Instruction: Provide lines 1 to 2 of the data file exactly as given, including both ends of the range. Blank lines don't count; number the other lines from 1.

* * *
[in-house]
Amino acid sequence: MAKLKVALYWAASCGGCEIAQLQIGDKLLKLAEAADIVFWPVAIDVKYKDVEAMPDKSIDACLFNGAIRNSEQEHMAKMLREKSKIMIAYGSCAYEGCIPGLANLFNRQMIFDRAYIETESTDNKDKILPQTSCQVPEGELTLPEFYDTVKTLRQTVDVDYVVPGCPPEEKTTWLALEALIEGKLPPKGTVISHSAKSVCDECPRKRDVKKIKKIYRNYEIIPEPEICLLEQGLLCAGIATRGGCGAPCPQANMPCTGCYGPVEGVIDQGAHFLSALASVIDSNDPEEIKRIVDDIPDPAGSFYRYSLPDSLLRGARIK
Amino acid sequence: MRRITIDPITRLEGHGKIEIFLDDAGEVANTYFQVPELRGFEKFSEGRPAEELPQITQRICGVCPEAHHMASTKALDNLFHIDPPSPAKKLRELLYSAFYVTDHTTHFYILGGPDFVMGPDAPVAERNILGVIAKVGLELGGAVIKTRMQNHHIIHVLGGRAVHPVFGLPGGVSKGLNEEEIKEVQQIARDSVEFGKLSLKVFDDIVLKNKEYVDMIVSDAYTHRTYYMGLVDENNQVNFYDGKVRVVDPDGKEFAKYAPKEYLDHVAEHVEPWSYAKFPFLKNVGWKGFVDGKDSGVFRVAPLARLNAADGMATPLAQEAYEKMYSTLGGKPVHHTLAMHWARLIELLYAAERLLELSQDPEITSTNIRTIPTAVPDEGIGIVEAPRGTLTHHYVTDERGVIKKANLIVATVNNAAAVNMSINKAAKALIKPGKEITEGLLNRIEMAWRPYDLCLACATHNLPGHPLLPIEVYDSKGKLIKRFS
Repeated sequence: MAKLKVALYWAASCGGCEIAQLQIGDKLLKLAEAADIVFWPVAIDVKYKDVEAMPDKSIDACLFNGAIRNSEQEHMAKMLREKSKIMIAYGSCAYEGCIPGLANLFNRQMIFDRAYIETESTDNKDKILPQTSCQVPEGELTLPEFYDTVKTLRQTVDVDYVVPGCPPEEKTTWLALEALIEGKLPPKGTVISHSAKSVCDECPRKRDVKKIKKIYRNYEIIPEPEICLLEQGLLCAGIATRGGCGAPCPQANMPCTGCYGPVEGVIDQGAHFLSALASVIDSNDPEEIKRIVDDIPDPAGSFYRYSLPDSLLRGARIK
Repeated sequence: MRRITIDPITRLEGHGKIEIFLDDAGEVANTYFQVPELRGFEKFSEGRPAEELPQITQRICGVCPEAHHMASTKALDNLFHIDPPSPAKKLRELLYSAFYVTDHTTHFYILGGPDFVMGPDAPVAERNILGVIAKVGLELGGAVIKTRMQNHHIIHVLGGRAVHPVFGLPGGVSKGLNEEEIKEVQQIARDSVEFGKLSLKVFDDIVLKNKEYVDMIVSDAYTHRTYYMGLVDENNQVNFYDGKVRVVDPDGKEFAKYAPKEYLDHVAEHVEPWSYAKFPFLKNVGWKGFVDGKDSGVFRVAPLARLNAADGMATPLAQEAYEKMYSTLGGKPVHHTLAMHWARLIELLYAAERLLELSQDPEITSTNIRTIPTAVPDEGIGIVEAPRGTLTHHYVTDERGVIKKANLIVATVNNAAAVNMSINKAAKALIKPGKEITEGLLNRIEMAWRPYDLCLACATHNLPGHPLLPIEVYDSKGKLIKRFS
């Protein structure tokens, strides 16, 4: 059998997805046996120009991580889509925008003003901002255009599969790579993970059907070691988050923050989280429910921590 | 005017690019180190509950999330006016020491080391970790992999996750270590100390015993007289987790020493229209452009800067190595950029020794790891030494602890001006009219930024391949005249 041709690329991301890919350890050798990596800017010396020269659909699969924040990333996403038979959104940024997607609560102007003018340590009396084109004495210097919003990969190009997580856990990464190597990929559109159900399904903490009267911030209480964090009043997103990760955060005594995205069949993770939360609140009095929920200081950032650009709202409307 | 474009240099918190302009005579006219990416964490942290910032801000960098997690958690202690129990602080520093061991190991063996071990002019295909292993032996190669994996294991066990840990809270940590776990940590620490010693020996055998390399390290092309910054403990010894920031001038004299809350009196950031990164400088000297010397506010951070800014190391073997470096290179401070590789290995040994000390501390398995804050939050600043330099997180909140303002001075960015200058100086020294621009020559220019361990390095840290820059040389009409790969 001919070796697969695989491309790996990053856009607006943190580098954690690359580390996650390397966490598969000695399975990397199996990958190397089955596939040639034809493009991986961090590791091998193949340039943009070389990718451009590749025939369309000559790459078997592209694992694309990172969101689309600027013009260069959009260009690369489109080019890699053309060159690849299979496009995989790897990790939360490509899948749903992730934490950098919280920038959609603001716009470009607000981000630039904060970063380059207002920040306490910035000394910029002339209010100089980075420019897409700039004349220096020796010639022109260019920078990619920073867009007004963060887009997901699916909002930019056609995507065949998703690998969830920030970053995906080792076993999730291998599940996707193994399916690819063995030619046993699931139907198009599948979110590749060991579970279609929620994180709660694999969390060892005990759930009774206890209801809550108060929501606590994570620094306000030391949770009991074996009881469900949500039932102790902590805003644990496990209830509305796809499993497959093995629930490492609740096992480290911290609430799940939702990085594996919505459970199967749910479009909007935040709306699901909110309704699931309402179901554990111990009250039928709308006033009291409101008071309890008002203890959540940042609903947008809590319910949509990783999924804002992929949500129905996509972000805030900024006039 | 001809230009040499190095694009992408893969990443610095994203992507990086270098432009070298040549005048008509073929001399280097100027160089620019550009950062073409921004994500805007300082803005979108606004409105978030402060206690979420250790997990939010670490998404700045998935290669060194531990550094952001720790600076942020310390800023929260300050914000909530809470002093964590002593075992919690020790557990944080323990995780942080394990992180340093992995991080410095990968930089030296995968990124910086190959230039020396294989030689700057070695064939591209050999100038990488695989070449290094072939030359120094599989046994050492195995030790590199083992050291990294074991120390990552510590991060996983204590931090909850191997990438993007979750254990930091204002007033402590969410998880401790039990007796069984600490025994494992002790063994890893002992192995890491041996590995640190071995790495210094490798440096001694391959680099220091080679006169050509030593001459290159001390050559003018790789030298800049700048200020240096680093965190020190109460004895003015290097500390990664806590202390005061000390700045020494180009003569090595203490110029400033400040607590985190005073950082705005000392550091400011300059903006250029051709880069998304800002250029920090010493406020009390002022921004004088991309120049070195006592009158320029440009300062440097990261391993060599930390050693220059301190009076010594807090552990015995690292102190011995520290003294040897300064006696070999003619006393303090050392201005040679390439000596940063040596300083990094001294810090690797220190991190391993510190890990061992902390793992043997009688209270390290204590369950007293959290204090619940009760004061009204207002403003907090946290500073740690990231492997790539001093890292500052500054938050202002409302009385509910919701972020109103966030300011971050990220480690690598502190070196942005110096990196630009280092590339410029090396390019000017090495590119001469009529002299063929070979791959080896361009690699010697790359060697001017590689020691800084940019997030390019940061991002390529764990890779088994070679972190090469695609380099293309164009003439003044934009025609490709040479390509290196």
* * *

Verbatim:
[in-house]
Amino acid sequence: MAKLKVALYWAASCGGCEIAQLQIGDKLLKLAEAADIVFWPVAIDVKYKDVEAMPDKSIDACLFNGAIRNSEQEHMAKMLREKSKIMIAYGSCAYEGCIPGLANLFNRQMIFDRAYIETESTDNKDKILPQTSCQVPEGELTLPEFYDTVKTLRQTVDVDYVVPGCPPEEKTTWLALEALIEGKLPPKGTVISHSAKSVCDECPRKRDVKKIKKIYRNYEIIPEPEICLLEQGLLCAGIATRGGCGAPCPQANMPCTGCYGPVEGVIDQGAHFLSALASVIDSNDPEEIKRIVDDIPDPAGSFYRYSLPDSLLRGARIK